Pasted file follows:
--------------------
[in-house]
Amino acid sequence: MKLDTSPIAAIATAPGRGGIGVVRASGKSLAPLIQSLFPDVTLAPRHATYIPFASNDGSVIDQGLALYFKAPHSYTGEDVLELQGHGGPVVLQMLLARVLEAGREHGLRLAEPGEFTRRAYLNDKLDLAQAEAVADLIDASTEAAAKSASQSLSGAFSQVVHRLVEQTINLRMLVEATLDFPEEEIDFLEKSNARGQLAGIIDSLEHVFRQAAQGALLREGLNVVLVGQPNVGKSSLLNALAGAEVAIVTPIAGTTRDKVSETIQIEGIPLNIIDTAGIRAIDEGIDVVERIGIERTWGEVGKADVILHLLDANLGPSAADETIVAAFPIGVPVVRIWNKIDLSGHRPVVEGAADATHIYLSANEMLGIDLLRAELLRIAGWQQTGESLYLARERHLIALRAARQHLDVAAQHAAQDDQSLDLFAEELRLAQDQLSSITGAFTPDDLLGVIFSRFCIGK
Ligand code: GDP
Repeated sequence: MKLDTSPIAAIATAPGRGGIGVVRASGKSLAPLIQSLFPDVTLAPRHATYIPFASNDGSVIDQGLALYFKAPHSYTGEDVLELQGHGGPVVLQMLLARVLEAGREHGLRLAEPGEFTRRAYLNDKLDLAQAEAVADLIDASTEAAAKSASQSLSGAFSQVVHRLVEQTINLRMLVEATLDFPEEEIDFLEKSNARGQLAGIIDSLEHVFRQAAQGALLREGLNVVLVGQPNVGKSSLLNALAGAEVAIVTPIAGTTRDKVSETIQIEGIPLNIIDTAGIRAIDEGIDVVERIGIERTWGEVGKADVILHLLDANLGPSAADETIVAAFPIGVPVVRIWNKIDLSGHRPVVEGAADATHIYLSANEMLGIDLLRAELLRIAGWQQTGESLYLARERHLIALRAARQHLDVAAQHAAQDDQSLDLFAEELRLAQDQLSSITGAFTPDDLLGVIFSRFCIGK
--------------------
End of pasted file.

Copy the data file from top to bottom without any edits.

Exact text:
[in-house]
Amino acid sequence: MKLDTSPIAAIATAPGRGGIGVVRASGKSLAPLIQSLFPDVTLAPRHATYIPFASNDGSVIDQGLALYFKAPHSYTGEDVLELQGHGGPVVLQMLLARVLEAGREHGLRLAEPGEFTRRAYLNDKLDLAQAEAVADLIDASTEAAAKSASQSLSGAFSQVVHRLVEQTINLRMLVEATLDFPEEEIDFLEKSNARGQLAGIIDSLEHVFRQAAQGALLREGLNVVLVGQPNVGKSSLLNALAGAEVAIVTPIAGTTRDKVSETIQIEGIPLNIIDTAGIRAIDEGIDVVERIGIERTWGEVGKADVILHLLDANLGPSAADETIVAAFPIGVPVVRIWNKIDLSGHRPVVEGAADATHIYLSANEMLGIDLLRAELLRIAGWQQTGESLYLARERHLIALRAARQHLDVAAQHAAQDDQSLDLFAEELRLAQDQLSSITGAFTPDDLLGVIFSRFCIGK
Ligand code: GDP
Repeated sequence: MKLDTSPIAAIATAPGRGGIGVVRASGKSLAPLIQSLFPDVTLAPRHATYIPFASNDGSVIDQGLALYFKAPHSYTGEDVLELQGHGGPVVLQMLLARVLEAGREHGLRLAEPGEFTRRAYLNDKLDLAQAEAVADLIDASTEAAAKSASQSLSGAFSQVVHRLVEQTINLRMLVEATLDFPEEEIDFLEKSNARGQLAGIIDSLEHVFRQAAQGALLREGLNVVLVGQPNVGKSSLLNALAGAEVAIVTPIAGTTRDKVSETIQIEGIPLNIIDTAGIRAIDEGIDVVERIGIERTWGEVGKADVILHLLDANLGPSAADETIVAAFPIGVPVVRIWNKIDLSGHRPVVEGAADATHIYLSANEMLGIDLLRAELLRIAGWQQTGESLYLARERHLIALRAARQHLDVAAQHAAQDDQSLDLFAEELRLAQDQLSSITGAFTPDDLLGVIFSRFCIGK